Due to a severely torn rotator cuff, Russ was unable to hike, ski, and hunt
Russ Kocher spent his entire professional career working in retail as a store manager for National Lumber and Home Depot for the better part of 40 years. While he was used to working long hours and being on his feet, his passion as an outdoor extremist would proudly occupy his free time.
“I love fishing, backpacking, hiking and mountain climbing,” said Russ. “You name it, I did it. My favorite activities were skiing and hunting; I was even a member of the National Ski Patrol working at Bogus Basin.”
A serious ski injury led to a torn rotator cuff and recovery
Like most days, Russ would either work the mountain or ski on his off days. Of course, today was different from all the others.
“On January 8th, 2019, I was skiing (not working this day) on a run that I have literally skied a thousand times before. However, on this day, I was experiencing a condition called “flat light.” This is a condition where everything looks the same such as the slope and the sky. There is no definition between these objects, which is extremely scary at any point in time, but especially while trying to navigate an aggressive ski slope.”
Thinking he was at the trail, Russ had to traverse out of this area to make it down the run. He skied out to find himself about eight feet above it and gravity took over. He fell on to his left shoulder, and unfortunately blew out his rotator cuff and labrum, which lead to severe tears in both areas.
Since Russ is a first responder on the hill, he immediately recognized the seriousness of his injury. His first thought after leaving the mountain was to call April Reed, Dr. Lynch’s nurse, and a personal friend of Russ’s wife who also happens to be an R.N. The next morning, he made the call. Fast-forward to February 12th, Russ went in for an arthroscopic repair of his rotator cuff and traditional repair to the labrum.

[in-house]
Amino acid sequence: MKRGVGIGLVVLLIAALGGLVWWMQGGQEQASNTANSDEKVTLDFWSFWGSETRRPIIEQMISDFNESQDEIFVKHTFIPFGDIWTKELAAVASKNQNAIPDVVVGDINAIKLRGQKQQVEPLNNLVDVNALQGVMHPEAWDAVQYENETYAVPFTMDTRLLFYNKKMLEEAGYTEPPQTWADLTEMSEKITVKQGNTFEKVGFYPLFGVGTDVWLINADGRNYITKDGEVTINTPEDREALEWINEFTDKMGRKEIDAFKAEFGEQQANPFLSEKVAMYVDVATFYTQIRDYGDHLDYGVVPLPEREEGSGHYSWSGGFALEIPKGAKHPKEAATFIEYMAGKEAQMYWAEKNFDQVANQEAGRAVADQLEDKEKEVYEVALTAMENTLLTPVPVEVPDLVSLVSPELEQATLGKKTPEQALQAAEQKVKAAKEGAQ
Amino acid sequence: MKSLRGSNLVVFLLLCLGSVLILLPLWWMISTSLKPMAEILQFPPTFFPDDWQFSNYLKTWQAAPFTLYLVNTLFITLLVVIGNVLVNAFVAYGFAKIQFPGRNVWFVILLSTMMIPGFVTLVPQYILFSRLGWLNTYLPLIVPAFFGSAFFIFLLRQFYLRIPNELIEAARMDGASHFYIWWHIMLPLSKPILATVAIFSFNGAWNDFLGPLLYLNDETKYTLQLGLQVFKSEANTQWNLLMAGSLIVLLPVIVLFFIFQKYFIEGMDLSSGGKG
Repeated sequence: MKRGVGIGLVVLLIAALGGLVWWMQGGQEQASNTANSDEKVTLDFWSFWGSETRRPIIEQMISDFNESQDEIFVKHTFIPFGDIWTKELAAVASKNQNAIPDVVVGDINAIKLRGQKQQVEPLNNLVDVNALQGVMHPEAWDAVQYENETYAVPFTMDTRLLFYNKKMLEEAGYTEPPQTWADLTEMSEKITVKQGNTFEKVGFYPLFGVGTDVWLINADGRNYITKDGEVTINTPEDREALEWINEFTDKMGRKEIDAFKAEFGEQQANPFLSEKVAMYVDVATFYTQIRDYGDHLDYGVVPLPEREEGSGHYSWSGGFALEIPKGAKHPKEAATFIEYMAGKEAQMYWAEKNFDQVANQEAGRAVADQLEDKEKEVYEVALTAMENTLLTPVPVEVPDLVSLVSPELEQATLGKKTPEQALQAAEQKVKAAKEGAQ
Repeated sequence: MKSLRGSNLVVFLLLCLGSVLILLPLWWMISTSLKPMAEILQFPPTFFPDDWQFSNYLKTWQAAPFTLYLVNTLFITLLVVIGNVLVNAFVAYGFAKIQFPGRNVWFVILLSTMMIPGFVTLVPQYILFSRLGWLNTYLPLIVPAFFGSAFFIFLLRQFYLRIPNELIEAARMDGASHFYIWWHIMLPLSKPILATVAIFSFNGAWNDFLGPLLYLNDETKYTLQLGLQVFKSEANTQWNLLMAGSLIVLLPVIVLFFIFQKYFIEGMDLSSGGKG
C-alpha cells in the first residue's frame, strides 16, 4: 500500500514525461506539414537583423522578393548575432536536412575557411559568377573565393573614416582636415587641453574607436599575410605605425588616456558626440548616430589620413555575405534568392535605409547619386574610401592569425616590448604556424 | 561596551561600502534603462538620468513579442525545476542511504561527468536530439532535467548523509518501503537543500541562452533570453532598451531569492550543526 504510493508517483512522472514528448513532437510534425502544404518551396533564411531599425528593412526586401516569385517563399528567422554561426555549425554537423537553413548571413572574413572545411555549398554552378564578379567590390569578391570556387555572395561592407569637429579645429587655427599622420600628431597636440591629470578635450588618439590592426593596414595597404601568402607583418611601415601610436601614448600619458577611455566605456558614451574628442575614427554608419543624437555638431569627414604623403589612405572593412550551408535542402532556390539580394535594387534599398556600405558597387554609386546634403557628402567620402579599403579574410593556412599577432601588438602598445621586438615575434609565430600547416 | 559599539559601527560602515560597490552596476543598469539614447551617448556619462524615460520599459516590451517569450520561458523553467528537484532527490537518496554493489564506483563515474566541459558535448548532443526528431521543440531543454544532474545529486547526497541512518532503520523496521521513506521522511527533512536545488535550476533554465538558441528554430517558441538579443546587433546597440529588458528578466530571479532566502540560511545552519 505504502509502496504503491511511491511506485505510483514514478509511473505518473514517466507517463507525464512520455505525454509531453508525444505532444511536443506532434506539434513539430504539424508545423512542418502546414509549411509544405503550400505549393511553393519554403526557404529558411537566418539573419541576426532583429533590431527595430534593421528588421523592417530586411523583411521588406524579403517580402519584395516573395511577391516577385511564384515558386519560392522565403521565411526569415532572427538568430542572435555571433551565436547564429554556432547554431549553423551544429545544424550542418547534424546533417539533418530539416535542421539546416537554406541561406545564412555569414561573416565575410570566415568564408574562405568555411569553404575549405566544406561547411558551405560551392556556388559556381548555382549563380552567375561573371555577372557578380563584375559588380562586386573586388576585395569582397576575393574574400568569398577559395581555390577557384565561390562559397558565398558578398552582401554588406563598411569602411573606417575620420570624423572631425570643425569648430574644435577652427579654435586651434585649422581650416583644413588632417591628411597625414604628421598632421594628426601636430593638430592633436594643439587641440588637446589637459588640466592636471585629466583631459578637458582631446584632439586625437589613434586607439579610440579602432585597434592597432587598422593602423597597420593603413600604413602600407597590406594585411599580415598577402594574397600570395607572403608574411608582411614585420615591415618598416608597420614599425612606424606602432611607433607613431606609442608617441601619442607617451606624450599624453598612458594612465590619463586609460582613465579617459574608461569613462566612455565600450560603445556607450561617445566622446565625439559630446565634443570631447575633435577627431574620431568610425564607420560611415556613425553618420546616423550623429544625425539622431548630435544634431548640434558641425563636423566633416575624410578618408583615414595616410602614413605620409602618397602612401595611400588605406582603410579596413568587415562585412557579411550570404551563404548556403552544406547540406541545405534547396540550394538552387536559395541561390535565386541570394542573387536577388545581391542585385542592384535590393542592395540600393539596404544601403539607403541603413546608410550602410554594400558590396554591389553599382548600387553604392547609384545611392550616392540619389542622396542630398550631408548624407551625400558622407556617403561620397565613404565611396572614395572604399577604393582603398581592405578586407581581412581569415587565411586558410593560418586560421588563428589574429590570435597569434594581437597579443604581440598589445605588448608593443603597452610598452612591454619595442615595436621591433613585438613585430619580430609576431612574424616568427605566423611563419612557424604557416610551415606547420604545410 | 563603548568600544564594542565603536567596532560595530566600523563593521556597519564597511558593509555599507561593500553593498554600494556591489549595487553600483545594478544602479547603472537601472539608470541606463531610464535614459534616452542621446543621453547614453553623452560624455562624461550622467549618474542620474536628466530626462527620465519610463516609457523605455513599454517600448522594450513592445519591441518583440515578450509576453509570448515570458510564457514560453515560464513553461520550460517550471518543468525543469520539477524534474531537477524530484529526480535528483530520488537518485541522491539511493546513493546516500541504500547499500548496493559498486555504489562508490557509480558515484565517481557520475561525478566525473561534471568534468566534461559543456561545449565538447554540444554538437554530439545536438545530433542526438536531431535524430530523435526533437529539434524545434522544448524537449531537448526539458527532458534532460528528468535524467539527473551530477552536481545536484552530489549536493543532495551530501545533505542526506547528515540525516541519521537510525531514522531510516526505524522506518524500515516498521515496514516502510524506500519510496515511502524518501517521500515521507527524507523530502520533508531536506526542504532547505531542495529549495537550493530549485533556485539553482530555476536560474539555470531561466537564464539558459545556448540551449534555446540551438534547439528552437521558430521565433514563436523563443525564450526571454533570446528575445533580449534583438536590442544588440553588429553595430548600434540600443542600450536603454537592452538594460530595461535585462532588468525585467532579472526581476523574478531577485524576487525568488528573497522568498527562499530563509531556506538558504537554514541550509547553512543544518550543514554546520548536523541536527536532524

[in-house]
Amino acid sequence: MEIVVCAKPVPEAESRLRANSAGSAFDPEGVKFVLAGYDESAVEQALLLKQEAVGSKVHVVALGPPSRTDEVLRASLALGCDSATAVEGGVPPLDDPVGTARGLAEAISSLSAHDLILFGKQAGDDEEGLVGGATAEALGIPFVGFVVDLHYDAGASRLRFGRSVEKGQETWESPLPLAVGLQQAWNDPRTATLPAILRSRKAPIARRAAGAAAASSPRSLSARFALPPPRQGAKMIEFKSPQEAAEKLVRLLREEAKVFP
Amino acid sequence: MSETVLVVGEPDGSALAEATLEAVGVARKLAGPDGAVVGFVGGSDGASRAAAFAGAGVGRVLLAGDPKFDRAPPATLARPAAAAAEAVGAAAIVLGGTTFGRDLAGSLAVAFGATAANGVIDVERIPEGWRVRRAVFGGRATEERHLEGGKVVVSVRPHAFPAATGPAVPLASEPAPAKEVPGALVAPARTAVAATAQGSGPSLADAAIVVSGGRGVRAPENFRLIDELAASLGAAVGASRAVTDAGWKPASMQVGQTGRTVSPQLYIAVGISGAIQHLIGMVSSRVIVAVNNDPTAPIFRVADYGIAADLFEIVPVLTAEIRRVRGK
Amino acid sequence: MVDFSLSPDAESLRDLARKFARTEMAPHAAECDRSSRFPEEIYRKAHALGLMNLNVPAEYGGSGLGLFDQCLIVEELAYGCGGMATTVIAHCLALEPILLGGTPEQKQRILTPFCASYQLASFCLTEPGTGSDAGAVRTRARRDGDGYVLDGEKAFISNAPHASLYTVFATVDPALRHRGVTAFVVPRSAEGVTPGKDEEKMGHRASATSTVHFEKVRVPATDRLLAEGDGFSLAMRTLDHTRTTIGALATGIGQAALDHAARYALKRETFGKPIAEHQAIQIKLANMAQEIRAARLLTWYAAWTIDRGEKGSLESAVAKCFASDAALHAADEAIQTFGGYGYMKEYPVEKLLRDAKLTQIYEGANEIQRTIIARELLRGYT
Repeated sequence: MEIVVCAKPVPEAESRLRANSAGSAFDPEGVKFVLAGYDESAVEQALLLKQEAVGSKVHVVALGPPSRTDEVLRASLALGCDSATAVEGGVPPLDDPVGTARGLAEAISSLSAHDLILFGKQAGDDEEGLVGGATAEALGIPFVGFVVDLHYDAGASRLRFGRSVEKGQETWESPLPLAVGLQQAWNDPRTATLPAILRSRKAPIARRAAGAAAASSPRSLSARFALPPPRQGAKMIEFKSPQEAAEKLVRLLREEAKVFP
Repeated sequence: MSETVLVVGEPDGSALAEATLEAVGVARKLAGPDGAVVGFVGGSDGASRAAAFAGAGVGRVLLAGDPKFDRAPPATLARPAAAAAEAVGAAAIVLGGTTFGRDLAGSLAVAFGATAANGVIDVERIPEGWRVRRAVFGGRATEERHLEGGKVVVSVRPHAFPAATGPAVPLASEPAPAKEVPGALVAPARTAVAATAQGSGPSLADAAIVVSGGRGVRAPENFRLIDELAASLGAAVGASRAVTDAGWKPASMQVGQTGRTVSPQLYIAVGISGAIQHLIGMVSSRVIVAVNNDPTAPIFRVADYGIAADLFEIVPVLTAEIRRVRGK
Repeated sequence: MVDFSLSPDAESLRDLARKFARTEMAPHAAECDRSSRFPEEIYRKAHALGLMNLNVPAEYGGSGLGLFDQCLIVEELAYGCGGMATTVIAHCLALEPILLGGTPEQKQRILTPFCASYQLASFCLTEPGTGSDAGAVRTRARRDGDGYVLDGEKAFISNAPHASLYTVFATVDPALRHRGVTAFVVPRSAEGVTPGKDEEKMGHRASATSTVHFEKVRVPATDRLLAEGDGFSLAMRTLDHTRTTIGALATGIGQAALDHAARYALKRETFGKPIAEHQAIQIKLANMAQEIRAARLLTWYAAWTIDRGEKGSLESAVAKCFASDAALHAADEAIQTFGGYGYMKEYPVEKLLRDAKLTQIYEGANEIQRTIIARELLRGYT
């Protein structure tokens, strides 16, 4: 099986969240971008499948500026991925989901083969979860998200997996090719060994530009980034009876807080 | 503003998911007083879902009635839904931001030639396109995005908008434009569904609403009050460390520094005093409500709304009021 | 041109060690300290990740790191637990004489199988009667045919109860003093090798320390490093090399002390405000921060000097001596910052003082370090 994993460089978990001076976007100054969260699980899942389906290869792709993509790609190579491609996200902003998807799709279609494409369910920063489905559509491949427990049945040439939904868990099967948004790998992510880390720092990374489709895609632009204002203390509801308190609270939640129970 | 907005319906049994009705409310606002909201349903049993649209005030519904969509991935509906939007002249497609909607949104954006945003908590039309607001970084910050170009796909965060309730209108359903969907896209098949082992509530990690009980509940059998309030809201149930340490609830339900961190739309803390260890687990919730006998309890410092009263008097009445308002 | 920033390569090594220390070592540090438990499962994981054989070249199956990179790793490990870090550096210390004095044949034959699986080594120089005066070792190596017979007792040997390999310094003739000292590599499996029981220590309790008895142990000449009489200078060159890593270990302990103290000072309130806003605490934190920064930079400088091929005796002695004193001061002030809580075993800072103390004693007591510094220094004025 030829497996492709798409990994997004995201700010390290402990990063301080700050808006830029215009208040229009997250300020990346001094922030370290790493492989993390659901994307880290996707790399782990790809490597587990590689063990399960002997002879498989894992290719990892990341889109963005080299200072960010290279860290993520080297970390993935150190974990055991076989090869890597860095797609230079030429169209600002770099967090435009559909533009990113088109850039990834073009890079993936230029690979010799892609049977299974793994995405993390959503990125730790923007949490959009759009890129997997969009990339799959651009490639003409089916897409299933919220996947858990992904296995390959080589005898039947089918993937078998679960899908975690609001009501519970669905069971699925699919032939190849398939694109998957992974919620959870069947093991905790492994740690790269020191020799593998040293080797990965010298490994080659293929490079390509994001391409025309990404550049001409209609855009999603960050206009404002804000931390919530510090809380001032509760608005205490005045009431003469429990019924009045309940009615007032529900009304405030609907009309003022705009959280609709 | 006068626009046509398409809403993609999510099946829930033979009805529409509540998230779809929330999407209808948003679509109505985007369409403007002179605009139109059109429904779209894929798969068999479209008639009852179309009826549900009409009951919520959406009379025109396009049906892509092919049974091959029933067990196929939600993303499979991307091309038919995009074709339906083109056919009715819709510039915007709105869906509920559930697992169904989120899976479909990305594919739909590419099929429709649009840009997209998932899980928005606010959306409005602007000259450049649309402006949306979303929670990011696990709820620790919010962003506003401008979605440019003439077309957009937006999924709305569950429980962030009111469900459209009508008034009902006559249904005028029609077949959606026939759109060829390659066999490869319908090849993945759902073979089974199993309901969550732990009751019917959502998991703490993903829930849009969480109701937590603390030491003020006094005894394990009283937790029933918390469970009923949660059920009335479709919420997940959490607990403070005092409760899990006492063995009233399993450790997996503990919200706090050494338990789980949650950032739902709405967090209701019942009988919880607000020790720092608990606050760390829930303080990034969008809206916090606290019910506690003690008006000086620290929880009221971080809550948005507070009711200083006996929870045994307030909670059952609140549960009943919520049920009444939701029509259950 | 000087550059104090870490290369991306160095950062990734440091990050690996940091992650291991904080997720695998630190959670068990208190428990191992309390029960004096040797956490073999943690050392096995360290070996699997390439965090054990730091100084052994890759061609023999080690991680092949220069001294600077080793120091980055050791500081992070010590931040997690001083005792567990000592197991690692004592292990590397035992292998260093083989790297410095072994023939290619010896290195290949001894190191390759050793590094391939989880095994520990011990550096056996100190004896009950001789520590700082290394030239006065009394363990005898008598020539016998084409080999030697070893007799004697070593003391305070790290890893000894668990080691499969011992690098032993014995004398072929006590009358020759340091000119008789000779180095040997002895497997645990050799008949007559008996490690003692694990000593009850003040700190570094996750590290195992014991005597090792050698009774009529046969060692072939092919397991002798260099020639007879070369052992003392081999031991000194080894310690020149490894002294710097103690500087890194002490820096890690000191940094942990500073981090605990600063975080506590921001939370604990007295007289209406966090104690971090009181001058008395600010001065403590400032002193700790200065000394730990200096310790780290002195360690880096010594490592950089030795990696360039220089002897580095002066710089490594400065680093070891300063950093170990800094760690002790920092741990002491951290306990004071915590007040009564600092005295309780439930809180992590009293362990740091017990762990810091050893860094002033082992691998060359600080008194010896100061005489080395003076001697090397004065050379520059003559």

Following a rotator cuff repair, Russ returned to participating in extreme sports
He had one future goal in mind: To hunt with his new bow by August 15th. Both Dr. Lynch and April were supportive of Russ’s efforts, while also cautioning him to not overdo it. As a 68-year-old, he was naturally worried that his outdoor activities were going to be curtailed. When asked about his biggest fear, Russ said, “I was afraid I would never be able to participate in my favorite outdoor hobbies again.” According to Russ, Dr. Lynch was extremely personable.
“He was honest, friendly, and knowledgeable, which set my mind at ease. He’s the kind of guy that you meet and want to hang out with outside of the medical office.”
Following his successful surgery, Russ was given exercises by Dr. Lynch to perform, which he followed religiously. Candidly, Russ said,
”I am not the most disciplined person when it comes to regimented exercise. With the encouragement from Dr. Lynch’s team, I was able to change my modus operandi. I was able to rehab my shoulder to hunt antelope and elk with my bow again by my August 15th goal! I consider Dr. Lynch to be a top-notch surgeon and my heartfelt thanks go to him, April, and the entire staff at the clinic for their care and professionalism.”